Introduction to Judaism
History: Judaism in the World (from the Harvard Pluralism Site)
c. 2000‑1500 BCE
The Patriarchal Period According to the Biblical narrative of Genesis, the first Jew was Abraham, commanded by God to leave his native Mesopotamia for the land of Canaan. As the founding fathers of the nomadic Hebrew tribes, Abraham, his son Isaac and grandson Jacob became known to Jewish tradition as the Patriarchs. Their wives—Sarah, Rebecca, Leah, and Rachel—are the Matriarchs. This formative period ended when Jacob, renamed Israel, followed his son Joseph to Egypt during a period of famine in Canaan.
c. 1260 BCE
Moses, the Exodus, and Sinai Exodus, the second book of the Bible, relates how the prophet and lawgiver Moses led the twelve Israelite tribes—descendants of the twelve sons of Jacob—out of their slavery in Egypt. During their sojourn in the desert, the tribes were united into the “people of Israel” at Mount Sinai, the traditional site of God’s revelation of the Torah.
c. 1200‑1050 BCE The Israelite Conquest of Canaan
Under the leadership of Joshua, the twelve tribes conquered and reapportioned Canaan as the land of Israel. Thereafter the people were led by a series of religious/military chiefs called Judges. From this period comes the earliest archaeological evidence of the people of Israel, mentioned on an Egyptian stele in the name of Pharoah Merneptah.
We are meant to blossom and give
Dance as if your life depended on it
God's love includes us all
Recognize that life itself is divine
Become a Blessing for others
The Chosen People?
Introduction to Christianity
Issues for Christians in America
1 CE Life of Jesus
Jesus of Nazareth, the man whom Christians consider to be the Messiah (or christos in Greek), was born in Palestine in present-day Israel. Many biblical scholars today, drawing on the known date of King Herod’s death, assert that Jesus was likely born in 4-5 BCE. The events Christians relate of his death by crucifixion and his resurrection would thus be dated to about the year 30 of the Common Era.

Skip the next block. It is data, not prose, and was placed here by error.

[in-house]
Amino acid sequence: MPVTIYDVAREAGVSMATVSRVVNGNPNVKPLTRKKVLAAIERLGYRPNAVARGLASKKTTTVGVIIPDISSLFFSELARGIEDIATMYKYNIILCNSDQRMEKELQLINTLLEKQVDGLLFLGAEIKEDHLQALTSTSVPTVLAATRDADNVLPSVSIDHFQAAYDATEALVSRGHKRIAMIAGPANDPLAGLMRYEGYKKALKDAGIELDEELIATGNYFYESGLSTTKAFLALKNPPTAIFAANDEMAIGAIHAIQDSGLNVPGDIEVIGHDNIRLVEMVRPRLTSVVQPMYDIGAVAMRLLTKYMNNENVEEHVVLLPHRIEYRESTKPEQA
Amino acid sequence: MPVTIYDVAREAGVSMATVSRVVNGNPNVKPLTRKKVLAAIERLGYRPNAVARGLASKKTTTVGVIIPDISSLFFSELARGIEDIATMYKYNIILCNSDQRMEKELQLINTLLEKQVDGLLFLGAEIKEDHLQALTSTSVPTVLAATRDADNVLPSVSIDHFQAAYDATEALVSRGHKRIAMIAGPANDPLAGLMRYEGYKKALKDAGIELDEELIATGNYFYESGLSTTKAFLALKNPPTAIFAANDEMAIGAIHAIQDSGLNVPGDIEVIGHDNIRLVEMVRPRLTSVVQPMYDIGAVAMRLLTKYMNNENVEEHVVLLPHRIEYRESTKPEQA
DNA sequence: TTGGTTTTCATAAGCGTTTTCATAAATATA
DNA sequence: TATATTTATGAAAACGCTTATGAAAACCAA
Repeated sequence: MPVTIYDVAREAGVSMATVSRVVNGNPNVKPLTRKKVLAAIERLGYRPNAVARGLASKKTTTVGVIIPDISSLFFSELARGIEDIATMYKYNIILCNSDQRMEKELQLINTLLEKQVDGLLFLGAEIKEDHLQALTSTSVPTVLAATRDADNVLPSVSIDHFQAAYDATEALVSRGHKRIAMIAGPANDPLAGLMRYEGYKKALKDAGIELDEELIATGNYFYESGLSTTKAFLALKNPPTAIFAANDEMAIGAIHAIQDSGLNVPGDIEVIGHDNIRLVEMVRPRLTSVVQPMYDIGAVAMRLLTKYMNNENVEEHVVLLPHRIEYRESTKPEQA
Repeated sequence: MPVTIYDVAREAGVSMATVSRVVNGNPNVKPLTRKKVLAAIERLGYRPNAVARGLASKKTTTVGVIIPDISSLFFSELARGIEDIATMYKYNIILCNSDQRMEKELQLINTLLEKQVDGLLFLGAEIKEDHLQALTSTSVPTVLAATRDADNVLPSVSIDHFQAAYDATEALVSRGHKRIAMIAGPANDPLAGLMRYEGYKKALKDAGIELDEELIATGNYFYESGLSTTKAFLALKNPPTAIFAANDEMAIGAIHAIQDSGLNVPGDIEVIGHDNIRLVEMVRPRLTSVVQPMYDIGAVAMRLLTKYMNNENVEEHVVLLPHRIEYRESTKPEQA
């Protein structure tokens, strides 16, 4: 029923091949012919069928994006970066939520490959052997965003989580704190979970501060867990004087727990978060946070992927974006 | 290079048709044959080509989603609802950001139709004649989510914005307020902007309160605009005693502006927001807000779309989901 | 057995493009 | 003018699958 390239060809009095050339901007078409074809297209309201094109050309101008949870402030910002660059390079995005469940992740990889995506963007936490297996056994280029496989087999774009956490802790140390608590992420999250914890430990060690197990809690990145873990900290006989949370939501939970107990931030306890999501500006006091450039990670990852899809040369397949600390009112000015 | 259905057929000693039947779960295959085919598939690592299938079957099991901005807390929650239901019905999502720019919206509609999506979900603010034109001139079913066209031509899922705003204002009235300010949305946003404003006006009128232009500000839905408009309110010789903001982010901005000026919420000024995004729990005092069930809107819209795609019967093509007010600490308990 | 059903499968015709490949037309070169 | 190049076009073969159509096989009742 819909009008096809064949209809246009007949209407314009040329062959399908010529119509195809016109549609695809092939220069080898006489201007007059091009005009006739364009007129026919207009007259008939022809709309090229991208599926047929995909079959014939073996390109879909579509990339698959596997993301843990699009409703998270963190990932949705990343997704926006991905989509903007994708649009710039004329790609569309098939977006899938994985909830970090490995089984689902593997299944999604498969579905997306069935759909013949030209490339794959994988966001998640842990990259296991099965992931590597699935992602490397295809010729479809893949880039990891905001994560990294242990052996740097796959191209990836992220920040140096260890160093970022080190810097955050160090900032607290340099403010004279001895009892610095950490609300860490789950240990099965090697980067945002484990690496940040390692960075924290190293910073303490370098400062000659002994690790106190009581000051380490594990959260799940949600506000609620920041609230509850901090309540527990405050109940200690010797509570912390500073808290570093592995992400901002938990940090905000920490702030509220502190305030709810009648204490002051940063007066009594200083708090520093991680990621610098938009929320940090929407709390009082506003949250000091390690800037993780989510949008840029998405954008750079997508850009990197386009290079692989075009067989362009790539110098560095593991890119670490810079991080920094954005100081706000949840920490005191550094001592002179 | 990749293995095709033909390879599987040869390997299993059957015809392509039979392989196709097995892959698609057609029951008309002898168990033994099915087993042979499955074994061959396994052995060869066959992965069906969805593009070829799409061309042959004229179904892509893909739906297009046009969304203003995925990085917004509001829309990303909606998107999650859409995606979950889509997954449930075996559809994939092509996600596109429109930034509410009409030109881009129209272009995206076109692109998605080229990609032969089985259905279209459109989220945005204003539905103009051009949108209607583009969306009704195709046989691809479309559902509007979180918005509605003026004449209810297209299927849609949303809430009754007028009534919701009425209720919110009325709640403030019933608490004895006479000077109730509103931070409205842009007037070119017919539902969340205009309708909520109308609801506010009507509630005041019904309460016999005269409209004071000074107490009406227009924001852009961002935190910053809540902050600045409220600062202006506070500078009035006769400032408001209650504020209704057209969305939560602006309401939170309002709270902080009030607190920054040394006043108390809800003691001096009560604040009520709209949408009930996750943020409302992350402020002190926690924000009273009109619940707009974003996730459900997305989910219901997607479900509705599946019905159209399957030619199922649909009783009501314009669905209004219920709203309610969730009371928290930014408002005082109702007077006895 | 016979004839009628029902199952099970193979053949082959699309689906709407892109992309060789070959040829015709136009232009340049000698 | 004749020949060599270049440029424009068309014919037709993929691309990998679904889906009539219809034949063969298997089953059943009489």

50-60 CE Paul’ s Letters to Churches
Paul, a Jewish tentmaker, was dramatically converted to the way of Jesus in about 30 CE. He preached not only to Jews in synagogues, but also to non-Jews or Gentiles. He nurtured small communities of Christians throughout the Mediterranean world. His letters to these churches constitute the earliest Christian literature and became part of the New Testament.
70-100 CE Gospels Emerge from Early Communities
The word “gospel” translates the Greek term used by Mark: euangelion, meaning “good news.” The writers of the Gospels were “evangelists” telling the story of the good news of Jesus Christ. There were several early Gospels, including the four that came to be part of the New Testament canon.
150-200 CE Initial Formation of the New Testament Canon
The four gospels of Matthew, Mark, Luke and John, along with the letters of Paul and other writings such as the Book of Acts, came to be regarded as having special authority for the early church. These writings were described as a “canon of truth” and were also referred to collectively as the “New Testament.” The process of collecting and defining the New Testament involved much controversy, as some writings were deemed heretical and excluded from the canon.
Introduction to Islam
The Muslim Experience
A New Islamic Landscape
Ramadan and Eid al-Fitr
Shia//Sunni Short Film